Dad is 6-4, 250 pounds, and said he was one of the last men cut on one of the Green Bay Packers' 90-man rosters; Mom is 5-9 and played a season of college basketball at Ball State.

Cliff, a police officer, joined the Navy at 18 and spent 21 years in the service. He's also a trained security guard, having served as personal protection for rapper DMX and Jordan, Brandon's favorite player.

At an AAU tournament, Brandon met Jordan in an encounter Brandon recalls fondly.

'Michael called him 'B,' ' his dad said.

But in a rare twist, it's Brandon's mom who has been the driving force behind his basketball career. Lynda Paul took over the Illinois Hoopstars AAU program about six years ago, when it featured as many as 24 teams. Now she manages two teams, including one of the state's top-ranked junior high collectives.

'I handpick the players we have,' Lynda Paul said. 'I only take the best from the state.'

'She's always been on me and trying to get me to be the best in all I do,' Brandon said.

Behind all of the training is a Christian faith that serves as Brandon's motivation, she said.

'His humility is something that I really want him to have. We have a very strong faith in God. I tell him, 'Brandon, your body is God given,' ' Lynda Paul said. 'When he does things like jump up and grab the rim, or dunk the ball, I tell him, 'Brandon, that's God given. There's nothing you did to get that.' We remind him that everything you have is what God has given you. Your gift back to God is what you do with it.'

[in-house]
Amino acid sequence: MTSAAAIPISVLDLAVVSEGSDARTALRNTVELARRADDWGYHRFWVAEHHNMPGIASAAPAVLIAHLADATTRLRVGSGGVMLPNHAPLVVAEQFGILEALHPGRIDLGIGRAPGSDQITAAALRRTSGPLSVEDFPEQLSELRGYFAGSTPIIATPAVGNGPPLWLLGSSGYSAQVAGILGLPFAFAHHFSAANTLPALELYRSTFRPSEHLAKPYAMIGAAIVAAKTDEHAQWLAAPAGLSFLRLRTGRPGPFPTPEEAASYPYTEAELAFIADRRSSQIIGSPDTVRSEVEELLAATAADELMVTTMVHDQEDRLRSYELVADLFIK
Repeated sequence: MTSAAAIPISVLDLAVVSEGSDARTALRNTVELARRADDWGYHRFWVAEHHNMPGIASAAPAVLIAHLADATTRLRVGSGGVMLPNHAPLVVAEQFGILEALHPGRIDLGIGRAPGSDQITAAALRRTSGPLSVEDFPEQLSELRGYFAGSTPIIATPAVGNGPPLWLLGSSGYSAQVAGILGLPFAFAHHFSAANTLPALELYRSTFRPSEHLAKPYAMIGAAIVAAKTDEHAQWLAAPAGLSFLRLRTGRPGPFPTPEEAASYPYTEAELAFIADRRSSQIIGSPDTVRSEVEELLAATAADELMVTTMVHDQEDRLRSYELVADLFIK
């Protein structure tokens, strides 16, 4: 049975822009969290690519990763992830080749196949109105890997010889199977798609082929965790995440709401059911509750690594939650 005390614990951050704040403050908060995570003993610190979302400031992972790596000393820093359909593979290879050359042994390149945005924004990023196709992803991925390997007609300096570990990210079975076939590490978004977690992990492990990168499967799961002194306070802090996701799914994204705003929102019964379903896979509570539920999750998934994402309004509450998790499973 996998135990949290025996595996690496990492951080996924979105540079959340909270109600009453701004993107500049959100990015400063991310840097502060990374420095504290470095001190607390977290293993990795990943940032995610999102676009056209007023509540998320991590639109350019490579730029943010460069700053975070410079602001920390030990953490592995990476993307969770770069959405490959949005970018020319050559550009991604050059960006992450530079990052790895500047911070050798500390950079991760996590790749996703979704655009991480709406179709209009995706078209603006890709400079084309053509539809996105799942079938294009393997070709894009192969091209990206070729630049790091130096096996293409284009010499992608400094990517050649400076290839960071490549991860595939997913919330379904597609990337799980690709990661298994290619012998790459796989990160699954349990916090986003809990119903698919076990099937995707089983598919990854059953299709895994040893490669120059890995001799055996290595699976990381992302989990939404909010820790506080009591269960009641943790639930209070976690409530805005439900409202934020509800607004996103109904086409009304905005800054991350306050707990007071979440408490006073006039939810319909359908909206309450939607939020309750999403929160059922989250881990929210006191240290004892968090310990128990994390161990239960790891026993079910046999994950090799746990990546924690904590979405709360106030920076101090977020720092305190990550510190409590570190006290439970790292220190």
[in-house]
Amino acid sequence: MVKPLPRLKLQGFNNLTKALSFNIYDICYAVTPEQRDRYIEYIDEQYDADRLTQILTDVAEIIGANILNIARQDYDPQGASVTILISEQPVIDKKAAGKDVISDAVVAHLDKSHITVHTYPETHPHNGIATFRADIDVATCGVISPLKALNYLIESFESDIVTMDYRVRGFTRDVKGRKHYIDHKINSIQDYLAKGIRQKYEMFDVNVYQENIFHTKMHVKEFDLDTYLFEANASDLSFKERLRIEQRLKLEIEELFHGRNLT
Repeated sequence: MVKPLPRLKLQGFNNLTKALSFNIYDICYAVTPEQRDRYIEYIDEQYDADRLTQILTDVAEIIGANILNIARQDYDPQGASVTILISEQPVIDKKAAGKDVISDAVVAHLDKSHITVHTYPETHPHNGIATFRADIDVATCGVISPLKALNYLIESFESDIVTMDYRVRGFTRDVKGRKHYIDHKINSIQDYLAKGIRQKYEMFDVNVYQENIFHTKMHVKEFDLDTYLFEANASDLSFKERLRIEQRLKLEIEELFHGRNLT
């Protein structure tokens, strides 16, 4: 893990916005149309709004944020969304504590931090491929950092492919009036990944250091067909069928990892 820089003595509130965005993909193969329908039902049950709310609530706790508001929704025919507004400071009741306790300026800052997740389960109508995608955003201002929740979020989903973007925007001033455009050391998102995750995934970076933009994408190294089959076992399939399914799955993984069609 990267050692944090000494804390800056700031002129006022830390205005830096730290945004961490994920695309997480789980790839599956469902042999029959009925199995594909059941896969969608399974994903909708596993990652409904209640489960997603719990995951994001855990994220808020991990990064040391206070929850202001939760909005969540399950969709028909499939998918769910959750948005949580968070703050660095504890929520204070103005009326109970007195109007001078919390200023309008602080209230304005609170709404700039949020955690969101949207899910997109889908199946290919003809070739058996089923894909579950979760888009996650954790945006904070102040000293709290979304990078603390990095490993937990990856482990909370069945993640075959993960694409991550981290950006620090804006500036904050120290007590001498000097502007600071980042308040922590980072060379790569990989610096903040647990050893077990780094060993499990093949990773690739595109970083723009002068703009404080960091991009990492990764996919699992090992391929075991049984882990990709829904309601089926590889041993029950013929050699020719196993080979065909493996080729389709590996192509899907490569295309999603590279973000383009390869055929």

To describe Paul as a raw talent is misleading. His talents are as refined as almost any highly regarded high school junior, even if those talents haven't been fully realized.

'I think he's just skimming the surface of what he can do,' Warren coach Chuck Ramsey said.

Paul's abilities, in all their glorious promise, were on display last week at the Pontiac Holiday Tournament. In an ironic twist they surfaced against another prospect who wasn't a sought-after recruit until relatively later in his career.

'Iman Shumpert was definitely a late bloomer,' senior recruiting analyst Dave Telep said.

Shumpert, a senior at Oak Park-River Forest, had two scholarship offers heading into his junior year. By the summer after his junior year he had upward of 30 offers and was receiving recruiting calls from the likes of North Carolina coach Roy Williams.